The Signature of All Things by Elizabeth Gilbert
My rating: 5 of 5 stars
The Signature of All Things follows the Whittaker family through two generations. The first portion is about Henry Whittaker and the second is his daughter, Alma's story. I found Henry to be interesting and Alma fascinating. They both want what they don't have. Henry, who was born to a working class family, wants riches and respect. Alma, who was born to wealth, wants love, companionship, and sex. Although both stories are complicated and have many different elements, I found that Henry's story reads more like an adventure, while Alma's reads more like a character study.
As a child, Alma is isolated. She was born in 1800, in Philadelphia, where her family has more land and riches than any other family. The other children in her area treat her with deference, so Alma has little to do with them. But she has a brilliant mind and finds solace in study. Alma doesn't have anyone she can call a friend until Retta, a young girl from another wealthy family, becomes her neighbor. The relationship between Alma, Retta, and Alma's adopted sister, Prudence is critical to how the plot unfolds. One of my favorite aspects of this book is how Alma's opinion of the other two girls changes over time. There are a few surprises and, since this portion of the book is written mostly from Alma's point of view, readers don't discover these until Alma does.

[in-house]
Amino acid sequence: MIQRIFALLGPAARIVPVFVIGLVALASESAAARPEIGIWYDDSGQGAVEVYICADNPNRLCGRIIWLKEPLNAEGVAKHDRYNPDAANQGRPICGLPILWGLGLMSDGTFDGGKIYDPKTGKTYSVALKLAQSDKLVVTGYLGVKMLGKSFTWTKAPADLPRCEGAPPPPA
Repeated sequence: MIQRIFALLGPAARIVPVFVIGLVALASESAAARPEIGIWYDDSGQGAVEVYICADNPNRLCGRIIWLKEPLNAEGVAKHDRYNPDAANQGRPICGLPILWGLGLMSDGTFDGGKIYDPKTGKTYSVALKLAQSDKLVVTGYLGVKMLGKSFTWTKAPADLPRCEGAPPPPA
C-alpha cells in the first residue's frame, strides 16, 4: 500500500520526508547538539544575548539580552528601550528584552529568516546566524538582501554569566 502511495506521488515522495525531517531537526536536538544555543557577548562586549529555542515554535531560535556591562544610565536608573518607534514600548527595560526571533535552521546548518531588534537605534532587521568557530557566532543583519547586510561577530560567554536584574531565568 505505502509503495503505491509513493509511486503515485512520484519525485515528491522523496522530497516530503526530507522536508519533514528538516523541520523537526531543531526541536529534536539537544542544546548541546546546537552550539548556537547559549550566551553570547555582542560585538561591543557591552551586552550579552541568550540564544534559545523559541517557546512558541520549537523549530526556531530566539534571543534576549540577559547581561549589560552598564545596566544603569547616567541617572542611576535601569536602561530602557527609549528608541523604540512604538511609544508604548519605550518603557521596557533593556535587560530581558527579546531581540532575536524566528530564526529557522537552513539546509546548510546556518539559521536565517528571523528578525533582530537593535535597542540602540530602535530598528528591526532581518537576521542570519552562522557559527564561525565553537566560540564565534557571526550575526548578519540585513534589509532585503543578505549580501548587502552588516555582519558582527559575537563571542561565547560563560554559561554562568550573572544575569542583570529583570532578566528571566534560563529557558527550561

There are times when the discussions of botany may get a bit tedious for some readers. (I noticed this was a common complaint in other reviews.) But I listened to the audio version and found Juliet Stevenson's narration moved well enough to keep my attention throughout the long novel. This is an excellent choice for readers who enjoy historical fiction.
Steve Lindahl – author of Motherless Soul and White Horse Regressions
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